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Dietary treatment of heartburn involves avoiding foods that cause the lower esophageal sphincter to weaken or which produce excess acid in the stomach.
InteliHealth Medical Content
Heartburn is most often caused by gastroesophageal reflux disease (GERD),
in which the lower esophageal sphincter weakens or relaxes, allowing acidic stomach contents to flow backwards up into the esophagus. Dietary treatment of heartburn involves avoiding foods that cause the lower esophageal sphincter to weaken or which produce excess acid in the stomach. These foods include chocolate, peppermint and peppermint products, tomatoes and tomato products, citrus fruits and juices, coffee, fried and fatty foods and alcohol.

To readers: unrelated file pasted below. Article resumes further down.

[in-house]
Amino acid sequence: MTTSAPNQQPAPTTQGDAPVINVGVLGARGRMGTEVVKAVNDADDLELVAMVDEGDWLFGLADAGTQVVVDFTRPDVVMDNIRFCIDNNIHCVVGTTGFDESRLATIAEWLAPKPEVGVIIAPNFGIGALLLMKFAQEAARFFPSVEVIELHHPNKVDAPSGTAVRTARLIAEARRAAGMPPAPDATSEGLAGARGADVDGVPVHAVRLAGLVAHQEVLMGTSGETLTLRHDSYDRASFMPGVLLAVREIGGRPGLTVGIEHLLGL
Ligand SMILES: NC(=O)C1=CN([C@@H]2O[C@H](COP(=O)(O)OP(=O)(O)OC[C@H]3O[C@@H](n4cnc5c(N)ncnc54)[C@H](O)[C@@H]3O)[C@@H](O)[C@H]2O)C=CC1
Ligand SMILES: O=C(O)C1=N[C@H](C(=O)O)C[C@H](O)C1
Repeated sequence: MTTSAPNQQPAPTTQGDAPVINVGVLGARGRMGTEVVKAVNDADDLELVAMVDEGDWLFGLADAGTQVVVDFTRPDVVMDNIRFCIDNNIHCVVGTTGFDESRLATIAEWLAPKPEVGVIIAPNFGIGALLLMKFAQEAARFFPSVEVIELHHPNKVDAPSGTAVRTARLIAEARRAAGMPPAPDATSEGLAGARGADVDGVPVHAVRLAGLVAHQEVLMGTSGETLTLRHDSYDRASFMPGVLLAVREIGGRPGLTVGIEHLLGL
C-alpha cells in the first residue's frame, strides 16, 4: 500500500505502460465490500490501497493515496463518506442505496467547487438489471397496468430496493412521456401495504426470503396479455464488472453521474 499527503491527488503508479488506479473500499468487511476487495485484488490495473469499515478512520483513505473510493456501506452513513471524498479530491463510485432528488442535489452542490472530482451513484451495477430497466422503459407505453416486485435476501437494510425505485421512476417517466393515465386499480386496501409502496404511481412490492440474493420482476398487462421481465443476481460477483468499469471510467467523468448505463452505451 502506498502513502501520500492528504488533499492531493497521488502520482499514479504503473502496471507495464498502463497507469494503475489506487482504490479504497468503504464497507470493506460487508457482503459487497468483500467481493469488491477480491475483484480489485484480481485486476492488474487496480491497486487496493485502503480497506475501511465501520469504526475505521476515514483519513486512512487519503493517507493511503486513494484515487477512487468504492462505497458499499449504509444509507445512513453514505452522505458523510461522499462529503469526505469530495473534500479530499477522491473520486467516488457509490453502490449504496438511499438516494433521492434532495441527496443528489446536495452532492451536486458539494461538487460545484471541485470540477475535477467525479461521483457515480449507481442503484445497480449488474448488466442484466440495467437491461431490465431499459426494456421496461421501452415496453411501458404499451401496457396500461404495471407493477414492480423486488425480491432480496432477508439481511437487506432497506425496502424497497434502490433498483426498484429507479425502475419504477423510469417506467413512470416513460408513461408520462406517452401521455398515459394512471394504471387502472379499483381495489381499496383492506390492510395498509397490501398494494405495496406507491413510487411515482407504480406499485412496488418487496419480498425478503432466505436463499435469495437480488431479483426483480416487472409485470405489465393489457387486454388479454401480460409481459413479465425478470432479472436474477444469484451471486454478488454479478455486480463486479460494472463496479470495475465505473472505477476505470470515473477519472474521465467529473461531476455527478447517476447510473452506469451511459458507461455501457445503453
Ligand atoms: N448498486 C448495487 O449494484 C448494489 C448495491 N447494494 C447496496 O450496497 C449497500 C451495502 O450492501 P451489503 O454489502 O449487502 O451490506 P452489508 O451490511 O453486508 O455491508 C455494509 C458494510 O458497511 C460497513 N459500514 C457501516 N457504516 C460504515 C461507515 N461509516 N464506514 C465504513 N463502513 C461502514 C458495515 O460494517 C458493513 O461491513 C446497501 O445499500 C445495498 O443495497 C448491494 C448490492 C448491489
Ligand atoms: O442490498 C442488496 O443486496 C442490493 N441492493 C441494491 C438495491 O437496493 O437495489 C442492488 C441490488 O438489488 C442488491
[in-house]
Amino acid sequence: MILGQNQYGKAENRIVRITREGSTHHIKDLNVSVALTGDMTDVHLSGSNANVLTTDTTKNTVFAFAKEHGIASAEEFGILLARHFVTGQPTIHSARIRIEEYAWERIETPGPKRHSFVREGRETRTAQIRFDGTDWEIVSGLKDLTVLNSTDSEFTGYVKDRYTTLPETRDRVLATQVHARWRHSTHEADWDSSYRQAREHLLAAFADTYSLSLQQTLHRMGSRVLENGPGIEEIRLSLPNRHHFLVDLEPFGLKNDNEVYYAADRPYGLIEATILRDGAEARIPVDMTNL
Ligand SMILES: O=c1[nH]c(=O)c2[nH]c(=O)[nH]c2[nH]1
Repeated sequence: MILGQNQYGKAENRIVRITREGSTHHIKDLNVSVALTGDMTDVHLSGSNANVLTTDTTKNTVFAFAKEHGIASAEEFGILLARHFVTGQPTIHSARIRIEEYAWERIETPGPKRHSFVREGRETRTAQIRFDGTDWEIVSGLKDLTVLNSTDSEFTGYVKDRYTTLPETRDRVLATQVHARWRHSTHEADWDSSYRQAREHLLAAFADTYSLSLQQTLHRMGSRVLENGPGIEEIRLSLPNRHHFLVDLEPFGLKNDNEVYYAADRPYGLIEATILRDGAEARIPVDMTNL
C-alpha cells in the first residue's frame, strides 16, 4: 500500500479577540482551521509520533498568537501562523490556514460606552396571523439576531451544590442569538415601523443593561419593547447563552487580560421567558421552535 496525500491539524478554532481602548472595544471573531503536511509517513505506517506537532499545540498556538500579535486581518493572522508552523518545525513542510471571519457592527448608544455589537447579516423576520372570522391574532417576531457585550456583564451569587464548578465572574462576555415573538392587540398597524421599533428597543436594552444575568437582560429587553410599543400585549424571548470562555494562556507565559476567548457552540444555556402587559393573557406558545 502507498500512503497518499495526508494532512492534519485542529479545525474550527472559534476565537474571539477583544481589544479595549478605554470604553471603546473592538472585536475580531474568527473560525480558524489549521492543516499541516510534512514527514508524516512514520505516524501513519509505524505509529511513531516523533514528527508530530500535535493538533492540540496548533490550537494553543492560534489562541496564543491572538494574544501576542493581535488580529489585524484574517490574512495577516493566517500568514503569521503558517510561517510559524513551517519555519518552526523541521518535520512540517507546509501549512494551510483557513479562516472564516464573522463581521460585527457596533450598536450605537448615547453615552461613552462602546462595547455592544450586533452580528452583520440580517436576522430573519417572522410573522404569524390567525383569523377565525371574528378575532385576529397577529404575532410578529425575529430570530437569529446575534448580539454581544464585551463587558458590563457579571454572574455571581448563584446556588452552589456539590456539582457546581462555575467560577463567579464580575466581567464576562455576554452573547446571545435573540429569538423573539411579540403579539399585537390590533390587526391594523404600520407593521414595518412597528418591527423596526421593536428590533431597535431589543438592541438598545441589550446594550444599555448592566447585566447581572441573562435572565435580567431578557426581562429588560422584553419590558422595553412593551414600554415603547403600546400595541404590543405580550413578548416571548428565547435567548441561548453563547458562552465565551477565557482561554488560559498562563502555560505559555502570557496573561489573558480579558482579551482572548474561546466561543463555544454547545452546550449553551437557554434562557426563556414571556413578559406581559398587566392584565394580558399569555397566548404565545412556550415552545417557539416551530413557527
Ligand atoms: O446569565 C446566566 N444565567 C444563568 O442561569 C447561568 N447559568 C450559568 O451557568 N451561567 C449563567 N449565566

Other factors that increase the likelihood that stomach contents will back up into the esophagus and cause heartburn are having an over-full stomach, bending forward or lying down soon after meals, and being overweight or pregnant. A hiatal hernia, the result of an outpouching of the upper part of the stomach into the chest cavity, also can produce a "burning sensation," or heartburn.
Treatment recommendations include:
If you are overweight, lose weight.
Eat smaller, more frequent meals instead of two or three large meals.
Don't lie down or sleep soon after eating. Allow at least three hours after dinner before going to bed to allow time for your meal to be digested.
Avoid stooping or bending soon after meals.
If you are bothered by GERD or heartburn at night, elevate the headboard of your bed by placing it on 6-inch blocks of wood.
Last updated January 07, 2009
heartburn,stomach,esophagus,gerd,lower esophageal sphincter